The mole's head is fit to its movements in an environment strewn with obstacles (roots, pebbles...). At the end of the upper jaw, its elongated snout is useful to raise the earth. Thanks to its morphology and very short neck, the mole is able to tilt its head back with such tremendous strength.
Sense of sight
The mole's eyes – the size of a pinhead – may be covered with a transparent membrane. Its eyes are helpful only to distinguish day from night.
Sense of smell
Thanks to its sense of smell, the mole moves towards its prey, spies on it, senses it and reaches it in the darkness of the tunnel. The mole's sense of smell has developed at the expense of its sense of sight: it is able to detect an earthworm through 6 cm of ground.
Sense of hearing
The absence of external ears helps the mole moving easier into the tunnels. Its ears are almost invisible so that the mole is not hampered in its movements. Yet a keen hearing allows the mole to hear earthworms digging the ground.
Its enlarged forefeet help the mole burrowing tunnels up to 20 metres a day. The evacuated soil shapes molehills (mounds of soil). The volume of the surface molehill is proportional to the tunnel's depth; the larger the surface molehill, the deeper is the tunnel. Thanks to its paws, the mole can also swim and it can stay under water for several minutes.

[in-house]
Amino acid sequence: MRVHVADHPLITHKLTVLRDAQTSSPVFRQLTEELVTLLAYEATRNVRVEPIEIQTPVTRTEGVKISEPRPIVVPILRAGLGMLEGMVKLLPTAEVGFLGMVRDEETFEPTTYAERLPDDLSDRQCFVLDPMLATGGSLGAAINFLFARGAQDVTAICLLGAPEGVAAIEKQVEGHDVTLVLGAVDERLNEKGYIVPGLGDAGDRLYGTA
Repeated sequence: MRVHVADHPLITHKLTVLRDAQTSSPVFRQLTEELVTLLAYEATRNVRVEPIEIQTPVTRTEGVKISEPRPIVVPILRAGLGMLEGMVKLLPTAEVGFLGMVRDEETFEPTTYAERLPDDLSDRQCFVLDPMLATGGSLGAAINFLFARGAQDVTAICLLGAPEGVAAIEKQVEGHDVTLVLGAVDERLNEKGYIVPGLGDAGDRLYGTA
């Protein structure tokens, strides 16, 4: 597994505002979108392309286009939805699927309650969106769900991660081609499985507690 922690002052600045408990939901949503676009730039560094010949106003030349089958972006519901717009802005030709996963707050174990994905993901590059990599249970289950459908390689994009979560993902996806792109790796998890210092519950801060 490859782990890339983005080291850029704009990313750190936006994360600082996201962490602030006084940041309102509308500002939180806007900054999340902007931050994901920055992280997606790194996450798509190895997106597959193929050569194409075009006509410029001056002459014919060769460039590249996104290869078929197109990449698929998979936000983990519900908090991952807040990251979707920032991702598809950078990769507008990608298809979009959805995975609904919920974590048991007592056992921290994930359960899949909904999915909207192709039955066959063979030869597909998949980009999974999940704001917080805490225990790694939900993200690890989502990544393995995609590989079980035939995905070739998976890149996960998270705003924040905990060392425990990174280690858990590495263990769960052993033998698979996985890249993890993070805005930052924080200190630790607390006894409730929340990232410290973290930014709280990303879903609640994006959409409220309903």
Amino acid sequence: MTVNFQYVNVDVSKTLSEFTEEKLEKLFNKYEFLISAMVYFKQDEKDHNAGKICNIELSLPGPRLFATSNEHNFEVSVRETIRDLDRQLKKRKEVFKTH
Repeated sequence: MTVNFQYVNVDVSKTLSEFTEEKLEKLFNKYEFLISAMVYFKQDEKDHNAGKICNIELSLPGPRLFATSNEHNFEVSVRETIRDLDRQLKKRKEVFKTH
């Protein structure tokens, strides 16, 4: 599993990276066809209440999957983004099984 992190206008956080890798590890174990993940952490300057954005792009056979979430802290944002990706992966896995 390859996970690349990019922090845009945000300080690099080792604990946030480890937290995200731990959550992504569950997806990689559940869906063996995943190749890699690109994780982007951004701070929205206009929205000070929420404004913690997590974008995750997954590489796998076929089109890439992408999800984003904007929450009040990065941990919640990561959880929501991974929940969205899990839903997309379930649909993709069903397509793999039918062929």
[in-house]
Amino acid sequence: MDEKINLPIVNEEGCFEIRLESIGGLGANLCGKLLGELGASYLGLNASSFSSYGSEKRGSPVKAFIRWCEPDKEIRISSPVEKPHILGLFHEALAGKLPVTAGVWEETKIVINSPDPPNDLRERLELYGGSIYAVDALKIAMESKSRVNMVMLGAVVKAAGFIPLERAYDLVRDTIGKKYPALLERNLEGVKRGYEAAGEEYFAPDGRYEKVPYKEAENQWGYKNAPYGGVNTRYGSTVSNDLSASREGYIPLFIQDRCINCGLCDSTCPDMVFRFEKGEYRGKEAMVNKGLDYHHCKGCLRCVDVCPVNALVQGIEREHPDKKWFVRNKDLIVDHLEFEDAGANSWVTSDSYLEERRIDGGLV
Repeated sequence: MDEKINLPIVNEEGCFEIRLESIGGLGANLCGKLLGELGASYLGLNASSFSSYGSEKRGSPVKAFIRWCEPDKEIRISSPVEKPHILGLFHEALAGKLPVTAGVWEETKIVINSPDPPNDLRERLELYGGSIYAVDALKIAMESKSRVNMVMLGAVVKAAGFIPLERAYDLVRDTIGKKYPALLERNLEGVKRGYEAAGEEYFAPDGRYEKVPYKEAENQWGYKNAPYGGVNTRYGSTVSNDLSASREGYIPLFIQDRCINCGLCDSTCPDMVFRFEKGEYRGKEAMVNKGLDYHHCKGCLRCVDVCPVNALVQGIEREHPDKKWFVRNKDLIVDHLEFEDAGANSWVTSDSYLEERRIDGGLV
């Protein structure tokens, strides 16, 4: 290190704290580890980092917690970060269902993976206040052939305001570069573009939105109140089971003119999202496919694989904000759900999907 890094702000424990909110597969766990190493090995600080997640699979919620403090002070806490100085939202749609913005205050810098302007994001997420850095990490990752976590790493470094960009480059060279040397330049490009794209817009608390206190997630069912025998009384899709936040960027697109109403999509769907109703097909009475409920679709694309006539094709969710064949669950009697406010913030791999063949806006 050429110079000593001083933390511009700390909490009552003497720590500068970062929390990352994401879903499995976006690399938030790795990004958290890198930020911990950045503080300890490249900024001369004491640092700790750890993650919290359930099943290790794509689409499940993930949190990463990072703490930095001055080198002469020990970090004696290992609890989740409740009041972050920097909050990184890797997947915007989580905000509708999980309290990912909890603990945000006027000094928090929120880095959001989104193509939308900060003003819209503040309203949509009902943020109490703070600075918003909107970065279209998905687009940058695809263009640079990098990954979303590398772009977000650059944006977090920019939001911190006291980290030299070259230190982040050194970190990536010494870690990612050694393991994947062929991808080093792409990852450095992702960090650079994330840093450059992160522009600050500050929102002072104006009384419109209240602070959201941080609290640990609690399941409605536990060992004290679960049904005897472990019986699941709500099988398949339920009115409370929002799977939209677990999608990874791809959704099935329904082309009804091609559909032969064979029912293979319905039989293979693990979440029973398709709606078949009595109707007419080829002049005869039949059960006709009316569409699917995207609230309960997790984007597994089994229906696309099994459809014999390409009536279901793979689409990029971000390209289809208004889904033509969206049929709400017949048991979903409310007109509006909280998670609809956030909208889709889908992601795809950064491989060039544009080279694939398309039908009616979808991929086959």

The mole uses its paws to scrape the collected soil away – up to twenty times its weight – when burrowing new tunnels. The mole evacuates one third of the newly dug tunnel's soil and the remaining soil is tamped down on surface walls to reinforce their structure.
Its tail just like its snout's bristles are extremely sensitive tactile organs used as detectors. When the mole moves underground, its tail is always carried erect so that its hairs can brush against the tunnel roof.